Aloe Abstraction

In October, I had the absolute pleasure of taking Jane Sassaman's Abstraction from Nature 4-day workshop at Art Quilt Tahoe.  Upon returning from Tahoe, I shared my experiences atttending Art Quilt Tahoe, along with a sneak peak of my project.  Today, I am excited to unveil my finished project, along with more of my process.

I draw so much inspiration from nature and have long admired Jane's work.  So I was very excited to learn a variety of techniques from Jane on abstracting from nature.  Leading up to the workshop, I gathered a large collection of photographs taken of flowers and plants growing in my own backyard and discovered along my many walk abouts.  For the first day of exercises involving sketching, I chose Morning Glories as my muse.  We spent the day observing and studying our different muses, followed by rendering a variety of sketches to help capture the essence of each plant.
Morning Glory Muse

At the end of the first day, I was rather relieved we had the choice of moving forward with fabric and/or starting over with new sketch studies, as none of my morning glory sketches really excited me.  I started over and sketched a variety of succulents, and was drawn to the variety of textures and shapes.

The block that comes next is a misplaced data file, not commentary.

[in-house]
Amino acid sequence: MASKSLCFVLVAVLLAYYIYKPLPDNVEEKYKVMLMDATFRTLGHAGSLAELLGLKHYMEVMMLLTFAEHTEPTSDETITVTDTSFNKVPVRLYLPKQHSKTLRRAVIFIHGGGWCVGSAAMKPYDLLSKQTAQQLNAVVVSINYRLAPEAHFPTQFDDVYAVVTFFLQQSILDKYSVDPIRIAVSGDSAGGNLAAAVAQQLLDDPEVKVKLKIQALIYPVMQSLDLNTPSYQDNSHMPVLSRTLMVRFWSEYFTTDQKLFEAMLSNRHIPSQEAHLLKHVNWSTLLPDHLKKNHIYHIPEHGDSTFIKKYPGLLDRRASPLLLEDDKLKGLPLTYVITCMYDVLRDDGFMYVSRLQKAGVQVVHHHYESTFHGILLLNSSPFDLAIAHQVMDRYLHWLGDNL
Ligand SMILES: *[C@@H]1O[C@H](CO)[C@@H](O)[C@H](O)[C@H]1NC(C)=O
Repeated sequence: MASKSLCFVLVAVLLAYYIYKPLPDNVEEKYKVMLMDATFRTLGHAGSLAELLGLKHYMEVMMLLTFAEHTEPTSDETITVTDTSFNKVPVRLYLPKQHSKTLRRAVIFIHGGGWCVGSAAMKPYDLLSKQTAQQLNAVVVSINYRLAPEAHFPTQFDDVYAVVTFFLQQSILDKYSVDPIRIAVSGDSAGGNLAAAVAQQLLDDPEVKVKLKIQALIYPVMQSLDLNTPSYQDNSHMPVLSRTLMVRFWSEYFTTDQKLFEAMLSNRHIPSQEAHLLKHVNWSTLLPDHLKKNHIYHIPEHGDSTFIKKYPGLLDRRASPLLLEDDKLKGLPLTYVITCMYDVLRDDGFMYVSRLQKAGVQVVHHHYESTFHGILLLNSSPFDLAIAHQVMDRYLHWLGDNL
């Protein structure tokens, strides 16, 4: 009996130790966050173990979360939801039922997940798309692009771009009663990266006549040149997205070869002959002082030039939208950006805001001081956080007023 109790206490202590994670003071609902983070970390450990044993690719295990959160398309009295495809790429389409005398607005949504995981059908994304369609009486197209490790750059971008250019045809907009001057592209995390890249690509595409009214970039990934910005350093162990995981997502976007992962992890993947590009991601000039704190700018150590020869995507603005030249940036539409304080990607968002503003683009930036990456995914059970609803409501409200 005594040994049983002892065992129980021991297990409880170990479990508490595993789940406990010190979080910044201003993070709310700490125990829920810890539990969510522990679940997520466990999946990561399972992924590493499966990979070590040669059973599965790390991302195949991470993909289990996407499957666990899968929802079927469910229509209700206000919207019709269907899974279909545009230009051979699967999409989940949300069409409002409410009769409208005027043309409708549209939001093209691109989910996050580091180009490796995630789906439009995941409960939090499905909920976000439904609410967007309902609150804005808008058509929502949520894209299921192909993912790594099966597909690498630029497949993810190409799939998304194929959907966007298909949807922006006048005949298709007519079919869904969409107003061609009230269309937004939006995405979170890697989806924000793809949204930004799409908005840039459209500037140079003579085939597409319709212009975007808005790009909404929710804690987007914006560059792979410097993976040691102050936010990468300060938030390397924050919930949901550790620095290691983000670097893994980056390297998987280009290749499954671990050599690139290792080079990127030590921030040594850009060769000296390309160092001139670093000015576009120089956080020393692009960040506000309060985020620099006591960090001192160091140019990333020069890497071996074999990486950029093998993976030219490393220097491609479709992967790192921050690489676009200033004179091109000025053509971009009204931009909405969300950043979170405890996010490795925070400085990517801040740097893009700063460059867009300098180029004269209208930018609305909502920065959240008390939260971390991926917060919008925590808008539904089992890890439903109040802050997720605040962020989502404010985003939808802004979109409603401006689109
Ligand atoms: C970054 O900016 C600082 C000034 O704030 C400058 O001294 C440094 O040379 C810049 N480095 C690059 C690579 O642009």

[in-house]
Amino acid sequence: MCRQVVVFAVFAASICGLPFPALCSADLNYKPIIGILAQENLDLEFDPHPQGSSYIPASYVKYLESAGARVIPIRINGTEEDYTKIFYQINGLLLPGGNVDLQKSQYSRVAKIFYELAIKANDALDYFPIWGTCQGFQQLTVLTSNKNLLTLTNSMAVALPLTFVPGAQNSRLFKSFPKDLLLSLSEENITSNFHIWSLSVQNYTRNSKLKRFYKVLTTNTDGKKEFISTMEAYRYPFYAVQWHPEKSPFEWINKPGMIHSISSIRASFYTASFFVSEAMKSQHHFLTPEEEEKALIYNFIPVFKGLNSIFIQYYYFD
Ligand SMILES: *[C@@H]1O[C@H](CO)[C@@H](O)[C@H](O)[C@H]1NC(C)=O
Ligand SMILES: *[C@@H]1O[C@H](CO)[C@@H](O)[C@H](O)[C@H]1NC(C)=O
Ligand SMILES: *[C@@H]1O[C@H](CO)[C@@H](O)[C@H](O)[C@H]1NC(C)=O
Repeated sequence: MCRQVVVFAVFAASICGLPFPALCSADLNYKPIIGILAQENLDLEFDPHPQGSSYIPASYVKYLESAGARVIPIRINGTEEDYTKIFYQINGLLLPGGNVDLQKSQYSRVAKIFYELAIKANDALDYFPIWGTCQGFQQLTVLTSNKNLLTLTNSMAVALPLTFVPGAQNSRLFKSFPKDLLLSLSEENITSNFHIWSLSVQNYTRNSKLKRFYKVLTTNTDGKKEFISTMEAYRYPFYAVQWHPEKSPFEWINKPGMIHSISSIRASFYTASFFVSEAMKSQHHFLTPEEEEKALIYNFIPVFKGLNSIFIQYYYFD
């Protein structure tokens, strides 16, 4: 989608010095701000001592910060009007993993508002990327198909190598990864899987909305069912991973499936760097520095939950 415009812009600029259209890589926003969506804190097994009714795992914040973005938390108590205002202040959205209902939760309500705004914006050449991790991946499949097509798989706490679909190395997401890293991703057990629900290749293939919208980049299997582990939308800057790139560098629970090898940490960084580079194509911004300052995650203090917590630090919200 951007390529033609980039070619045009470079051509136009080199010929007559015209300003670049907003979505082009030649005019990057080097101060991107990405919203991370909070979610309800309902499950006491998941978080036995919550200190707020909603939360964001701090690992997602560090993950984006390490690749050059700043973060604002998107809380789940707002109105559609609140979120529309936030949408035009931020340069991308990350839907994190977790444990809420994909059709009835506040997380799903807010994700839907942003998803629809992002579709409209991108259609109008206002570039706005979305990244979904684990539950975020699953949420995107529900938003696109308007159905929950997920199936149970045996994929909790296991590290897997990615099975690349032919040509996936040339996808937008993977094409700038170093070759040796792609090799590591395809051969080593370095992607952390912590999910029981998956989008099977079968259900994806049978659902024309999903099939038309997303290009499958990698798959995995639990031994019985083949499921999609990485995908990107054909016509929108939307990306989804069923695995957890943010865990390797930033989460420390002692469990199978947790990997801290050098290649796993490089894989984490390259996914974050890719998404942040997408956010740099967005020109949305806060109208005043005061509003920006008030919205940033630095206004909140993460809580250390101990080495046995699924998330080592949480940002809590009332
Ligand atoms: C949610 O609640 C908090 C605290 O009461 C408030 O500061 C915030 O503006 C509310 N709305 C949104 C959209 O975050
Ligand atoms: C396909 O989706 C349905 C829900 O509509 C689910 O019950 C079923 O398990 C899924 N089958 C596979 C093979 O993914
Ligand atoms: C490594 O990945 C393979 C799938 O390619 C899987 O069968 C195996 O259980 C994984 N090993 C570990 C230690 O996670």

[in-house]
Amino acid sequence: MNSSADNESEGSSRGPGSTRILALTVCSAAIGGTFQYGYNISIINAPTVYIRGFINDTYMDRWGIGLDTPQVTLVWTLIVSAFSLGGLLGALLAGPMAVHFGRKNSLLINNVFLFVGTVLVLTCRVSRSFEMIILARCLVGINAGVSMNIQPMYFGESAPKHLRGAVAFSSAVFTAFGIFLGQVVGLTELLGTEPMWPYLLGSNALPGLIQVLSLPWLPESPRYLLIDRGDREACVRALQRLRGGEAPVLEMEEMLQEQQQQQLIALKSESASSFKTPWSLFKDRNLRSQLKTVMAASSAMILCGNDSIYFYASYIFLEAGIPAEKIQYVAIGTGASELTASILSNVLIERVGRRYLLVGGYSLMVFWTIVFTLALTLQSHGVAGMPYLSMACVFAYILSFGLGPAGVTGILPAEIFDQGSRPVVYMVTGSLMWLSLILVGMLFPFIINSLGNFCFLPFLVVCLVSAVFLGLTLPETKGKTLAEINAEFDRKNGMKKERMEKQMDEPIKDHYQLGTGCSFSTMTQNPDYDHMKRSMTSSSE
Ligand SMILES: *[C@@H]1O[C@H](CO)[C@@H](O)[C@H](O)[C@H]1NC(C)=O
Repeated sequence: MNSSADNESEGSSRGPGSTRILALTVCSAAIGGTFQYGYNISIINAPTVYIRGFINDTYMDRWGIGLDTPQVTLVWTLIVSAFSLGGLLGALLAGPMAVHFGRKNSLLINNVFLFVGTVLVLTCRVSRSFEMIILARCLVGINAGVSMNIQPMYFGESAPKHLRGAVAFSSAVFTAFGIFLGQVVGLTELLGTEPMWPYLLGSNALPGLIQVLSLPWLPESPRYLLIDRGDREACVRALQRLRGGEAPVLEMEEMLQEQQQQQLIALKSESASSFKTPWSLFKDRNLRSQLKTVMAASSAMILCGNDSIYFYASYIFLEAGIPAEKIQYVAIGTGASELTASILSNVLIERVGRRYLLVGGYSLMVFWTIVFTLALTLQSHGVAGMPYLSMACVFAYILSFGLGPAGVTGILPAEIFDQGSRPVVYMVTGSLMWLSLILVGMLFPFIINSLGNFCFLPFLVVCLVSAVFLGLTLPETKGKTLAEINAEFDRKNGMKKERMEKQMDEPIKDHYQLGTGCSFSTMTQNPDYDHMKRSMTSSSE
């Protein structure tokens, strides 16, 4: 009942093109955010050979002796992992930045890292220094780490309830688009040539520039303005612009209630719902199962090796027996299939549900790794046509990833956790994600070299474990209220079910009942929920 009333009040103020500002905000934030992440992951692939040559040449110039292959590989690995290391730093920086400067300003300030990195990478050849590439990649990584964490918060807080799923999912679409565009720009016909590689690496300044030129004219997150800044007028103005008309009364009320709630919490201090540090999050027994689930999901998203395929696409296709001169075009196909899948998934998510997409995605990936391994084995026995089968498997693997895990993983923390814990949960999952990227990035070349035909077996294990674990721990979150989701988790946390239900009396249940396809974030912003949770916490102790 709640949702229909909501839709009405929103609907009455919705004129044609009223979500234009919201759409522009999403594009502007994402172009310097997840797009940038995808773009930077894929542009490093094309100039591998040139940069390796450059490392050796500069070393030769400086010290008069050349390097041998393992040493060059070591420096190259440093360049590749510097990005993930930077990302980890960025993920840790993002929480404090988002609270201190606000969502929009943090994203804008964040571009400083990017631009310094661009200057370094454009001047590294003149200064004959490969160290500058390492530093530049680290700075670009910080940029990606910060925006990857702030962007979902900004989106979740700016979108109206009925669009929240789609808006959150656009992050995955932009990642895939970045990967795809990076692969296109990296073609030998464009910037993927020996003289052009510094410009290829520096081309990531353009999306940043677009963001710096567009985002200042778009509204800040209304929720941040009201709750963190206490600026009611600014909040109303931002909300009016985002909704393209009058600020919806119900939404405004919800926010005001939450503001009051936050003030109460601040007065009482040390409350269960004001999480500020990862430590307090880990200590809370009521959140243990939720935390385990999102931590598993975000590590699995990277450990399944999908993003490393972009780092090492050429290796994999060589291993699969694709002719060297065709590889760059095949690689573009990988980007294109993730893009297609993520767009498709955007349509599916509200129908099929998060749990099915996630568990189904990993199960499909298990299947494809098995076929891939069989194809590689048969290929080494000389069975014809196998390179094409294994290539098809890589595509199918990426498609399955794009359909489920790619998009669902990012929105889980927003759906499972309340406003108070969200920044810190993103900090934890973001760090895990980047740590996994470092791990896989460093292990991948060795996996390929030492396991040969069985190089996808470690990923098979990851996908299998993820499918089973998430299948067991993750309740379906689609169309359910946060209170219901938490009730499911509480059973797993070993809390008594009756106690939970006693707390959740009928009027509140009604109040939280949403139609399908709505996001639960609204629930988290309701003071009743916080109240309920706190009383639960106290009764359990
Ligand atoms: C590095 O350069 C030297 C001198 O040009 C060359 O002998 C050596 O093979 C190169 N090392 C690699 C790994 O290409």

Starting Over with Succulents

While there was lots of potential in these sketches, I was especially inspired by the colors and textures of Aloe Aborescens, also known as Torch Aloe.
Passing the Torch to a New Series of Studies

Jane encouraged us to simplify shapes and exaggerate key details.  Below you can see my new sketch studies working towards capturing the simplicity of the Aloe plants, while exaggering some of the spikey texture of the leaves.
Simplify and Exaggerate

The next morning, I returned to the classroom, excited to translate my sketches into color and fabric.  Using all Cherrywood hand dyed solids, I began constructing my leaves first.
Aloe Advancing Into Fabric

Once my leaves were all prepped, I was excited to transform them with texture!!  I pulled a chair up to the window overlooking Lake Tahoe, and cut large spikes along the edges of each leaf.